My new home page at Github pages using jekyll-powered blog.

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As, we Speetouch 330 Adsl modem users know, there’s no drivers available for windows 7. And while using vista driver, there will be a BSOD as soon as you plug-in device or at system startup if its already plugged-in. So ?? what should, we do upgrade to a router ? naaa, I am not leaving my modem yet ;). but I found a little work around which worked for me. Here it is, go to services, there is a speedtoch 330 service put it to Manual start and compatibility mode vista, then restart. Now first plug-in the modem and start service and tada you are ready to use your modem.

git-logo Hey! GIT ?  Doesn’t that suppose to mean stupid ? You know if you think that then you are right, it does means stupid but for now: typedef GIT “Global Information Tracker”, just settle with it. Even if Linus say’s “I’m an egotistical bastard, and I name all my projects after myself. First Linux, now git.” then it doesn’t means some one using Linux and GIT is also ____, oh! forget it what am i saying.

So basically GIT is a source code management system or Software Configuration Management (SCM) system or version control system, yes! something like CVS, SVN, Bazaar, Bitkeeper, Preforce and VSS (i don’t know why but whenever I see a GIT tutorial people keep missing VSS, hey! everyone it’s not fair :|).

Officially Git is defined as “a free, open source & distributed version control system designed to handle everything from small to very large projects with speed and efficiency.” And yes it is handling large project with tons of developers very efficiently (Projects like: of course Git itself, Linux Kernel, Gnome, Qt, Ruby on Rails, Android, Wine, Fedora, Debian, X.org, VLC and more). And if we got to documentation, it is defined as “the stupid content tracker”, though it is what said and wrote but what people perceive with this is that, it’s a version tracking system so easy that even a stupid can use easily.

Why a new version tracking system was needed ? To put it simple none of the freely available system met the requirements of Linus for Linux Kernel code management, plus they needed something distributed because the way they work (and the way of their work might be because previous SCM BK was DVCS) but as we go one we will see, actually its really easy and efficient way of working even when you are not working from inside office (because, we use VSS and its offsite version, will be a no-no for most of the users if they see how easy its is if make a patch and just mail it and anyone apply it), plus you have an offline working just as same as online, except if you emphasize on keeping a centralized repo. As Linus wrote in an e-mail on April 7, 2005 while writing the first prototype:

However, the SCMs I’ve looked at make this hard. One of the things (the main thing, in fact) I’ve been working at is to make that process really efficient. If it takes half a minute to apply a patch and remember the changeset boundary etc. (and quite frankly, that’s fast for most SCMs around for a project the size of Linux), then a series of 250 emails (which is not unheard of at all when I sync with Andrew, for example) takes two hours. If one of the patches in the middle doesn’t apply, things are bad bad bad.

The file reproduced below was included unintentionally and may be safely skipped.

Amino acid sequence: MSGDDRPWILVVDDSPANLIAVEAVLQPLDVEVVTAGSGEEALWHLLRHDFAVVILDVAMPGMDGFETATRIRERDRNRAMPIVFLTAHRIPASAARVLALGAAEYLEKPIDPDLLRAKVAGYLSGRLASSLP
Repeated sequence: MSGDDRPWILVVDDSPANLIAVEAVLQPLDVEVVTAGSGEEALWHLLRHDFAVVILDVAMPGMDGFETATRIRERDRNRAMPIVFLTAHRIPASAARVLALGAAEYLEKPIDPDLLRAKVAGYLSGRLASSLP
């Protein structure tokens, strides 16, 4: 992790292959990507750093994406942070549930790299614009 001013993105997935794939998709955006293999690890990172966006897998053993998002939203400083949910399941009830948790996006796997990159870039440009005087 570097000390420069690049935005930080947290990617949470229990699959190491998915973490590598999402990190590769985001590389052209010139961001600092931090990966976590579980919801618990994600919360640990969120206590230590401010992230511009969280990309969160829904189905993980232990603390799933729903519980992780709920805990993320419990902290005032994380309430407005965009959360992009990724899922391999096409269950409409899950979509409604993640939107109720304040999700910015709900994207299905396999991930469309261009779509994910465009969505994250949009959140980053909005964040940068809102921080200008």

Now, BK wasn’t a speed demon either (actually, compared to everything else, BK is a speed deamon [sic], often by one or two orders of magnitude), and took about 10–15 seconds per email when I merged with Andrew. HOWEVER, with BK that wasn’t as big of an issue, since the BK<->BK merges were so easy, so I never had the slow email merges with any of the other main developers. So a patch-application-based SCM “merger” actually would need to be faster than BK is. Which is really really really hard.

So I’m writing some scripts to try to track things a whole lot faster. Initial indications are that I should be able to do it almost as quickly as I can just apply the patch, but quite frankly, I’m at most half done, and if I hit a snag maybe that’s not true at all. Anyway, the reason I can do it quickly is that my scripts will not be an SCM, they’ll be a very specific “log Linus’ state” kind of thing. That will make the linear patch merge a lot more time-efficient, and thus possible.

(If a patch apply takes three seconds, even a big series of patches is not a problem: if I get notified within a minute or two that it failed half-way, that’s fine, I can then just fix it up manually. That’s why latency is critical—if I’d have to do things effectively “offline”, I’d by definition not be able to fix it up when problems happen).

For his new SCM, he wanted it to be very fast, efficient, safe guarded against corruptions, a very BitKeeper-like workflow and something which is everything except anything like CVS or SVN. Linus made this clear in his talk at Google that he hates CVS and SVN both.

Linus Torvalds visits Google to share his thoughts on git

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As Salam u Aliqum & Hi to everyone!

I m gonna start writing something on this blog, whenever i feel like it. so it might be a bit difficult for you to dig some thing awesome. Hey you! yes you, Listen carefully. “Don’t expect anything really awesome, it will be average stuff, rather I will try to make tech things bit easier by writing them for me.” 😉